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Many & LoCoco Legal Blog

Tuesday, September 22, 2015

THE LAW OF FORCED HEIRSHIP IN LOUISIANA

Yes, it is true. Louisiana is the only state in the union that has forced heirship as a law. In estate planning, the concept of forced heirship is the one thing that most clients do not understand. So, I decided to write this article in an attempt to explain it in layman’s terms.

I. WHAT IS IT?

The simple explanation of the law of forced heirship is the requirement that a portion of a person’s estate must be left to his or her children, of a certain age, who under law are known as forced heirs.

II. WHAT ARE THE SOURCES OF THE LAW OF FORCED HEIRSHIP? 

Forced heirship is an ancient civilian concept. It was derived from Roman law, ultimately with influences from German, Spanish and French law. Roman law originally held that the father was the head and master of the family, and therefore, he could leave his estate to whomever he desired. Preservation of the property was most important. Eventually, Roman law developed the idea that the family needed to be protected. Thus, laws were developed that insured a child would inherit the property of the father. By the time the Roman Republic was coming to an end, the idea arose that a child could claim a legitimate portion, or legitime. Emperor Justinian provided for the amount of the legitime, as well as grounds for disherinson of a child.  So, over the course of time, Roman law had gone from protecting the property as the priority to instead protecting the family.The concept of forced heirship than was modified over many years with influences by German tribal laws when they conquered Rome, Spanish law and French Law.

III. HOW DID IT END UP IN LOUISIANA? 

Before the State of Louisiana was founded, the citizens here lived under French Law. After the Louisiana Purchase, President Jefferson strongly desired that our laws be assimilated into the English common Law of the rest of the United States. The citizens of Louisiana rejected President Jefferson’s wishes, and continued to follow the French Civil Code. This of course only goes to show that we have always been a little different down here. The first Louisiana Civil Code Digest was written in 1808. It was written completely in French, showing the strong French influence during this state’s infancy. Of course, within those pages was the law of Forced Heirship, which is still the law of Louisiana, but it has undergone changes over the years.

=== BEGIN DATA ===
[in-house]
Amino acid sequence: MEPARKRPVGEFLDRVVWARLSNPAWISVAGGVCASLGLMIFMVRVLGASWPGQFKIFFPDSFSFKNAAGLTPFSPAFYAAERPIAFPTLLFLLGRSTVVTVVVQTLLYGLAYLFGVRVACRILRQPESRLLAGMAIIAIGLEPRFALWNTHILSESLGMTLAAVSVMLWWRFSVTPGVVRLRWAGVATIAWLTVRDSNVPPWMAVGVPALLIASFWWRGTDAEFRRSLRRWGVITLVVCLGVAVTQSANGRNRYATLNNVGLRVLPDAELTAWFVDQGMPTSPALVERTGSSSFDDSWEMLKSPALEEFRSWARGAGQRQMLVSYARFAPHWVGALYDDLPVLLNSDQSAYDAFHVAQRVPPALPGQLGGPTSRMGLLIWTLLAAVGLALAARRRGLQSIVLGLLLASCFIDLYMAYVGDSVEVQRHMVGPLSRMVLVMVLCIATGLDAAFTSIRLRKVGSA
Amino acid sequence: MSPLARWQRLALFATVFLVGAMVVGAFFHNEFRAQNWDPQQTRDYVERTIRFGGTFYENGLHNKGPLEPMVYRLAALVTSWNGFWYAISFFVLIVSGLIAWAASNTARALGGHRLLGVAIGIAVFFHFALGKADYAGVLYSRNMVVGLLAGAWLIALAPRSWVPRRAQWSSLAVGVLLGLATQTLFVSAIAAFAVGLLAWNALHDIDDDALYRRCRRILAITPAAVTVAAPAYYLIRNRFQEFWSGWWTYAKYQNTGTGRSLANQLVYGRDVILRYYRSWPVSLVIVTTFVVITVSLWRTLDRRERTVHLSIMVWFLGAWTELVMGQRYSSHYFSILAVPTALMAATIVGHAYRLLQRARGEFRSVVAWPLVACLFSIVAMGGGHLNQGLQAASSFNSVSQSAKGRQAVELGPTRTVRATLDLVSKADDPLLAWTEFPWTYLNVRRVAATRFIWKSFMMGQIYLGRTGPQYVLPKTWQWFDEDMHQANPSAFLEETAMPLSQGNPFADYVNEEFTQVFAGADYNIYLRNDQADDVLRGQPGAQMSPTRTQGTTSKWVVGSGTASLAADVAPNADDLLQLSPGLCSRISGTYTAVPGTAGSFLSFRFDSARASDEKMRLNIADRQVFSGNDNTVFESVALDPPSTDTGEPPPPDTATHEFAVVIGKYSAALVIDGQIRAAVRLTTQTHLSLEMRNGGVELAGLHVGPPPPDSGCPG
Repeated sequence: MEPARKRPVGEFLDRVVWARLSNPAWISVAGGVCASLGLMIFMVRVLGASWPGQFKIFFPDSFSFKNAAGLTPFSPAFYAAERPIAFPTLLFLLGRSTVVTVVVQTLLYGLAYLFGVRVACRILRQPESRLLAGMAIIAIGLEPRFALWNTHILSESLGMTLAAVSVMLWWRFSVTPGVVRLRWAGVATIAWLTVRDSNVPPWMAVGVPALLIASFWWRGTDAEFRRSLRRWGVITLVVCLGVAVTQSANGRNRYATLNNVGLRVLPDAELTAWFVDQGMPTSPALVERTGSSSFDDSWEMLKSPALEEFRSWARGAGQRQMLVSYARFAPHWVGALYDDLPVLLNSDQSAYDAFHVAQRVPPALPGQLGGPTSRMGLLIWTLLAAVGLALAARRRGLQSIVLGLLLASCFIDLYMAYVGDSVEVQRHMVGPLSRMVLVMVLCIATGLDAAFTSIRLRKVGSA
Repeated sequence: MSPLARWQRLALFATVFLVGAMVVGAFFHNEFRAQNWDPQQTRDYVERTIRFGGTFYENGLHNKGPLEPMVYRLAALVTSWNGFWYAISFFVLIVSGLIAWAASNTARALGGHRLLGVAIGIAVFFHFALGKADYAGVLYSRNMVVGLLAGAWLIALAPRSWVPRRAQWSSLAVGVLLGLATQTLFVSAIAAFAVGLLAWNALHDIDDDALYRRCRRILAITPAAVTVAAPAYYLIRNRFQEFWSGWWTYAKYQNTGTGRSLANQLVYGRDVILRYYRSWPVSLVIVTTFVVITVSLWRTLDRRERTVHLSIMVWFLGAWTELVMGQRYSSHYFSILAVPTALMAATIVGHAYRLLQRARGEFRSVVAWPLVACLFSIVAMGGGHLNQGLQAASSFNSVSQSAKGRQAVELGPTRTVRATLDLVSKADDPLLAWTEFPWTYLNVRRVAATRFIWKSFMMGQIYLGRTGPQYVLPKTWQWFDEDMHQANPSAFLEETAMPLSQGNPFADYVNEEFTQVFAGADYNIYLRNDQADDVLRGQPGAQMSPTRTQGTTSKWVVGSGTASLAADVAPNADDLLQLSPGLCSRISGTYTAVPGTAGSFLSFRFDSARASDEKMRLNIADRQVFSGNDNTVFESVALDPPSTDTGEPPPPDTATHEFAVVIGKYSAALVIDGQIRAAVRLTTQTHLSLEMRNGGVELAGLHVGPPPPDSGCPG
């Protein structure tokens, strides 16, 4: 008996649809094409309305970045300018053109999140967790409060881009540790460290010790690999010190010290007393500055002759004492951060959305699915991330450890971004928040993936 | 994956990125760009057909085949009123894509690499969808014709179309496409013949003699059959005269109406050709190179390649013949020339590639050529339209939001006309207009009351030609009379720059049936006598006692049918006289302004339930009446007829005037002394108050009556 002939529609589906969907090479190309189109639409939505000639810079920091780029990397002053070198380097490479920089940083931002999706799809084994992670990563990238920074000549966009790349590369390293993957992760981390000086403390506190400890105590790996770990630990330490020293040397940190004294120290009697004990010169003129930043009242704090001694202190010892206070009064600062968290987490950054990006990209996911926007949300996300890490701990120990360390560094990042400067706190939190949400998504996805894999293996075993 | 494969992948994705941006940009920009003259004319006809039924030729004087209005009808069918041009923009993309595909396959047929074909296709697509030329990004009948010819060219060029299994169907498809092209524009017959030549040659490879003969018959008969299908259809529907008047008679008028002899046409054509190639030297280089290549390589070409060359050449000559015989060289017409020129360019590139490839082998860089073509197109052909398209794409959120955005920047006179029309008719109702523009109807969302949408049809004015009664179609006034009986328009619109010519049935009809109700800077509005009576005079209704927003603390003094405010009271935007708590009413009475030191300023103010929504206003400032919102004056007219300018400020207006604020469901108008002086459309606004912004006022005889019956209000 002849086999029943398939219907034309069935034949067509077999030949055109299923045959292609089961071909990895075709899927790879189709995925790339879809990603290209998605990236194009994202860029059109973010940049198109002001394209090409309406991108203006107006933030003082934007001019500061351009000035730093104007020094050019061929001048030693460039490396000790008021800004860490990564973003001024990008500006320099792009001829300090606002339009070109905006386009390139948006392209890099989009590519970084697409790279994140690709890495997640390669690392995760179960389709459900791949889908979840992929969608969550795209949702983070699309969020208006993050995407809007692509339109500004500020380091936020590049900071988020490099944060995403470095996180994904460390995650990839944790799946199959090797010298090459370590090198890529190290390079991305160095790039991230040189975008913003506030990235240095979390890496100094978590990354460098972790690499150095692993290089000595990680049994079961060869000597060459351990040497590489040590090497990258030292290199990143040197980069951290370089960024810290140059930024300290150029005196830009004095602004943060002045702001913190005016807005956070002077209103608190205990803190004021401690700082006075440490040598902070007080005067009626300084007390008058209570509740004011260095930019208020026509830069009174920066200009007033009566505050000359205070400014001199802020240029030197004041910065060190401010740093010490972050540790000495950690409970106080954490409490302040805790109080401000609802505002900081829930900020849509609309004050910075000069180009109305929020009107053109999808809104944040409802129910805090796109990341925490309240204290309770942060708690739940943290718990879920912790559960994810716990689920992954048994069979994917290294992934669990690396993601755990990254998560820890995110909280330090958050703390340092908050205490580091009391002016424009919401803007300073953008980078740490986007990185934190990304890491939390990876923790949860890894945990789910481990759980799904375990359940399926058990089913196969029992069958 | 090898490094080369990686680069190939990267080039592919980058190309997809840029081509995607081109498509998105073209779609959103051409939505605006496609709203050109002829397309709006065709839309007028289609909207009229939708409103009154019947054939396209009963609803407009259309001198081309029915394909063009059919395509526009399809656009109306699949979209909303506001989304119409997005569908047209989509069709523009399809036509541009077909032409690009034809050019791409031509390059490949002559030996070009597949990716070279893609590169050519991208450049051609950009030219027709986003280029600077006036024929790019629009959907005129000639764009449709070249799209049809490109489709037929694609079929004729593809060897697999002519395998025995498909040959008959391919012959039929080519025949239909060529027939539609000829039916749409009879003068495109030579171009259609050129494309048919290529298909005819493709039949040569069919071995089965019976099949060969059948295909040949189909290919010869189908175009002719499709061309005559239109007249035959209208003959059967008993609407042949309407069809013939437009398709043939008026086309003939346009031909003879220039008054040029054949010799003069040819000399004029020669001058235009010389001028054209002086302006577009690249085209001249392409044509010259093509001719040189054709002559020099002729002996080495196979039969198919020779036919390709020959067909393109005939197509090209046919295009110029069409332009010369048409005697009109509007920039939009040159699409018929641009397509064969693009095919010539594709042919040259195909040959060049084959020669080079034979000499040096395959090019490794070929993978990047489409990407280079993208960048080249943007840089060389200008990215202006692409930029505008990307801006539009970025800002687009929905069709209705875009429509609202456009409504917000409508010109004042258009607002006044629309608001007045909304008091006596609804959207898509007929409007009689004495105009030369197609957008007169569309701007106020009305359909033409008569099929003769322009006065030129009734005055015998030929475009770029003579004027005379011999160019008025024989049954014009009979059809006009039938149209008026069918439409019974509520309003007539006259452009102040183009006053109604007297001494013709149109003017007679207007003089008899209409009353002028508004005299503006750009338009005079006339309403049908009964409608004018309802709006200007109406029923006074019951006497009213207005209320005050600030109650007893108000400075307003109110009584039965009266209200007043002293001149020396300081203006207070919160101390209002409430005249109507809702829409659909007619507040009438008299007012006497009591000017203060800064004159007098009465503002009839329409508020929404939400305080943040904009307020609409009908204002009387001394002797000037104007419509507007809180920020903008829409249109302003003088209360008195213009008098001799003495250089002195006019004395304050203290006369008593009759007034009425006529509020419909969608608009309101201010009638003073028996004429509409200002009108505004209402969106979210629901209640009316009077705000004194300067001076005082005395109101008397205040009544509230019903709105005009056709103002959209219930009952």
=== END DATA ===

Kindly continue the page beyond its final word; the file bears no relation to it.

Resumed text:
IV. WHO ARE FORCED HEIRS?

Originally, every child was considered to be a forced heir. That law, over the years, has been changed and amended many times and now the law, as stated in Louisiana Civil Code Article 1493, has defined forced heirs as those descendants of the decedent who at the time of the decedent’s death are twenty three (23) years of age or younger or who of any age, because of a mental incapacity or physical infirmity, are permanently incapable of taking care of their persons or administering their estates at the time of the death of the decedent.

V.      WHAT DO YOU NEED TO LEAVE TO YOUR FORCED HEIR? 

The law spells out the portion of your estate that must be left to your forced heir. This is called the legitime or “forced portion”. If you die, leaving one forced heir, the “forced portion” is one-quarter (1/4) of your estate. If you die with two or more children, then the “forced portion” is one-half (1/2) of your estate, which must be split among the forced heirs. Simply put, other than for specific grounds of disinherison recognized by law, if you leave a forced heir, he or she will receive a portion of your estate when you die.

VI. THE IMPORTANCE OF ESTATE PLANNING WITH FORCED HEIRS

Proper estate planning is imperative when you have a forced heir. Since we know a forced heir has to get a portion of the estate, an estate planning agenda can be developed to perhaps leave the forced portion to your child in trust, so that they cannot access the funds themselves, with said funds being controlled by a Trustee whom you appoint in your will. Additionally, that forced portion could also be subject to a usufruct to your spouse, whereby your spouse has full use of the property during her lifetime. The forced heir merely has what is called the “naked ownership” of his or her forced portion. This is allowed under Louisiana Law. Also, in blended family situations, forced heirship can get quite complicated, when both parents have forced heirs, but the children are from other spouses.

Estate planning is an attempt, with an attorney, to take your own personal situation and tailor make a plan to make your dreams and desires legal. That is the importance of a well-thought out estate plan and the use of a Last Will and Testament. This article is a very brief discussion of forced heirship. Please call us today if you would like more information or if you would like to set up a meeting to begin your own estate planning agenda.

 

 CHIP LoCOCO

ATTORNEY AT LAW

NEW ORLEANS, LA

www.neworleansestatelaw.com


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The Attorneys of Many & LoCoco assist clients throughout parts of Southern Louisiana, including but not limited to New Orleans, Metairie, Mandeville, Convington, Gretna, Arabi, Marrero, Westwego, Harvey, Chalmette, Kenner, and the Parishes of Orleans, Jefferson, St. Tammany, and St. Bernard, LA.



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